Tech Tips: Mini Cooper

This article originally ran in our November 2011 issue. Sadly, we're completely sold out of that issue in our store, but hopefully, you'll find some information helpful nevertheless. Curious about pricing? We recently updated prices for Minis in this article. 

The original Mini is one of the most popular classic cars around, and for good reason. This cheap, nimble, simple, comfortable car was produced for decades relatively unchanged–a testament to its brilliant design. However, owning Britain's alternative to the Beetle isn't always as simple as it seems. Here are some tech tips from our favorite classic Mini experts.

Stay Stock

Sometimes the best way to improve a car is to leave well enough alone! We’ve had a boatload of Minis come through the shop over the decades, and by far our favorite drivers are the ones that are completely original.

The overall driving experience of a good, unaltered car is hard to beat, but many people have probably never had an opportunity to drive such a Mini. Perhaps everyone likes to play an “Italian Job”-style boy racer once in a while, but a car that has been significantly modified into a street legal go-kart can sometimes be quite unsatisfactory as a daily driver.

A car that has a cranky, high-strung engine or a harsh-riding, noncompliant suspension is no treat to drive in regular service. I think there may be no car that has a greater range of performance parts available to modify it into something different than what it was originally intended to be, but remember that these offerings are coming from people who are in the business of selling parts. I recommend seeking out a good original example and taking a lengthy test drive before committing to making any radical changes to your car. You may be surprised at how nice a completely stock car can be. -Paul Dierschow

Oil Changes

If you’re only good at one maintenance task with your Mini—automatic or standard transmission—make sure it’s changing oil. That wonderful, space-saving combination of the gearbox and the oil pan/sump under the engine is an oil-killer.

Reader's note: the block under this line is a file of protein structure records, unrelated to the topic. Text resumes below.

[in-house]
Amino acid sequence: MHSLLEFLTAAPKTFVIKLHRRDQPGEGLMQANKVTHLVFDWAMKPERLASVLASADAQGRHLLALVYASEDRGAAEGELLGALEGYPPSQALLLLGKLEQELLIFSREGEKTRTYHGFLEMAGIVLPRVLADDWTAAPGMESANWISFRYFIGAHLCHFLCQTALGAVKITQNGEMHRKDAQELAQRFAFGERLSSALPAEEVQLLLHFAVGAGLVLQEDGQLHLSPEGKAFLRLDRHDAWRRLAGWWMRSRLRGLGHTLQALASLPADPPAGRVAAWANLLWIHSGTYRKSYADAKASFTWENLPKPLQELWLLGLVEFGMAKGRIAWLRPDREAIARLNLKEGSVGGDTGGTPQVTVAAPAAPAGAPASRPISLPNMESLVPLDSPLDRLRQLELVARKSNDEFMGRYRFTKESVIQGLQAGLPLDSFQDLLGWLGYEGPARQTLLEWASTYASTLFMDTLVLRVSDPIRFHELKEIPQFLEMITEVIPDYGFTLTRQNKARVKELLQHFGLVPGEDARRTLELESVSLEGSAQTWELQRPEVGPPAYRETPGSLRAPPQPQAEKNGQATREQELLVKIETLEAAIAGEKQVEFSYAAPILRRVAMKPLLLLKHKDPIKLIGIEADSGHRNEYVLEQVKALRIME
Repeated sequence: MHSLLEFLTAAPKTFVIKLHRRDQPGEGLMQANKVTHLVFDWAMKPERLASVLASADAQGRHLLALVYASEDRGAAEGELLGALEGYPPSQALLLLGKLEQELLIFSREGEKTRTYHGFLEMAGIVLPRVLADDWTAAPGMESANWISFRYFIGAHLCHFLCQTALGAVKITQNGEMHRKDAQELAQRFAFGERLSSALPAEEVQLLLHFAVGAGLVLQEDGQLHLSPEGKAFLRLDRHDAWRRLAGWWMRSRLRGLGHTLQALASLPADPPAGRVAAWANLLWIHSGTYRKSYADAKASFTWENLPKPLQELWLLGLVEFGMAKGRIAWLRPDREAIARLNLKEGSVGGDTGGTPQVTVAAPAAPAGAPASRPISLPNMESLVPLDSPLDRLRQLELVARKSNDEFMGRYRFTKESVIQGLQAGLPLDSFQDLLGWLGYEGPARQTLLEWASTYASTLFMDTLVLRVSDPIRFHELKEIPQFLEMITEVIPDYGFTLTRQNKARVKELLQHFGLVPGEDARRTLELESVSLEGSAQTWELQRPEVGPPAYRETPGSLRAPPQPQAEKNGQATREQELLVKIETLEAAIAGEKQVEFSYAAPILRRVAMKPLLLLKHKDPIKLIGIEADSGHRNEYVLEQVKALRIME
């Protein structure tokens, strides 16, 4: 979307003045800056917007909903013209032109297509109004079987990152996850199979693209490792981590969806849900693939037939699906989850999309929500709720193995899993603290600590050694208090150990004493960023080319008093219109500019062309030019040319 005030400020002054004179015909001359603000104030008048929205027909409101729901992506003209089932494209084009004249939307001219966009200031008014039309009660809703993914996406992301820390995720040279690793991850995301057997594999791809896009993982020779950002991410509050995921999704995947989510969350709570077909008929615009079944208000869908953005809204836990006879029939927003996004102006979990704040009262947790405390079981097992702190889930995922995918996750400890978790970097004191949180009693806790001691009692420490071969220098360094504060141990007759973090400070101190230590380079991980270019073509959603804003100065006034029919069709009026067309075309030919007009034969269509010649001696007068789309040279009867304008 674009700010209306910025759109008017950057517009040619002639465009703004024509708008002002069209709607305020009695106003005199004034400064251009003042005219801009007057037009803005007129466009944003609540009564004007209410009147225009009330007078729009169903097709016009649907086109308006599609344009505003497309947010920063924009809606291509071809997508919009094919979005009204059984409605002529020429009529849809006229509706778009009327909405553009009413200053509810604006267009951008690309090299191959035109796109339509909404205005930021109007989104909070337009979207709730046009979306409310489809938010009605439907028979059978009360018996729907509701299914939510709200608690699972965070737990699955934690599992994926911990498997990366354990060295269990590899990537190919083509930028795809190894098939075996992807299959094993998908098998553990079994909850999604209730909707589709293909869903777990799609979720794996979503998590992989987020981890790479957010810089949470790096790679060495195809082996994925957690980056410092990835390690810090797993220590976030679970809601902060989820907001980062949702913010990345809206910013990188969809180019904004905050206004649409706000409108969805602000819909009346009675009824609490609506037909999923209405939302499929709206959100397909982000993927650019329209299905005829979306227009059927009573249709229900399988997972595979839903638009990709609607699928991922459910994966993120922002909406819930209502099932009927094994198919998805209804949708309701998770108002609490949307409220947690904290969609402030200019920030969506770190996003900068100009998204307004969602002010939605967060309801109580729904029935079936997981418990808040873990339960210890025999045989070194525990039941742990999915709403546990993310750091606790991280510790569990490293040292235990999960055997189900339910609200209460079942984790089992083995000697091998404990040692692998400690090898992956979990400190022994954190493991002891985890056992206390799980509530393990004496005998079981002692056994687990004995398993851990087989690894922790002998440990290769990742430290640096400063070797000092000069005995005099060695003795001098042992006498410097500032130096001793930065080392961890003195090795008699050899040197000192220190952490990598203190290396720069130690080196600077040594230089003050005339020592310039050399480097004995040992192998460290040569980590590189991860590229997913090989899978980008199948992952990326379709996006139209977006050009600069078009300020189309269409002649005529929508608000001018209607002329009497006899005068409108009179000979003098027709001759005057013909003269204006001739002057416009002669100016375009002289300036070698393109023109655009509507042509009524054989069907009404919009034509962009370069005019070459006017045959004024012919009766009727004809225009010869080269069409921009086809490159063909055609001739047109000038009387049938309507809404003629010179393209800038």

Use a good-quality 20W50 oil, and change it and the filter at least every 3000 miles (2000 miles for automatics) or six months, whichever comes first. If you consistently drive in colder climates, 10W40 will work as well.

You’ll need 5 quarts to do the change, including oil for the filter. If you’re fortunate enough to have a spin-on filter, be sure to fill the filter with oil before installing it on the engine. An oil with a zinc additive (ZDDP) is a good idea.

Radiator Options

The cooling system in the Mini used the same basic style of radiator since its debut in 1959 up until the introduction of the twin-point-injected cars, when the radiator was moved to the front of the car.

The original Mini was powered by an 850cc engine and designed for the little back roads of the U.K., so the cooling system demands were nominal.

As engine capacity and performance demands increased, so did the need for more efficient cooling. All of this had to be accomplished within the limited design space allowed for the side-mounted radiators, and maintaining low production costs was a key factor. (Even plastic header tanks can be found on late-model Minis!)

With the closing of all real factory capacities, the aftermarket industry came to the rescue.

First, they introduced a modern production technique, then offered solutions for improved flow and performance. We’ve found that while some of the later factory parts aren’t bad, aftermarket three- and four-row cores are the best option for keeping the Mini’s engine cool—especially for higher-performance applications.  -Don Racine

Parts Is Parts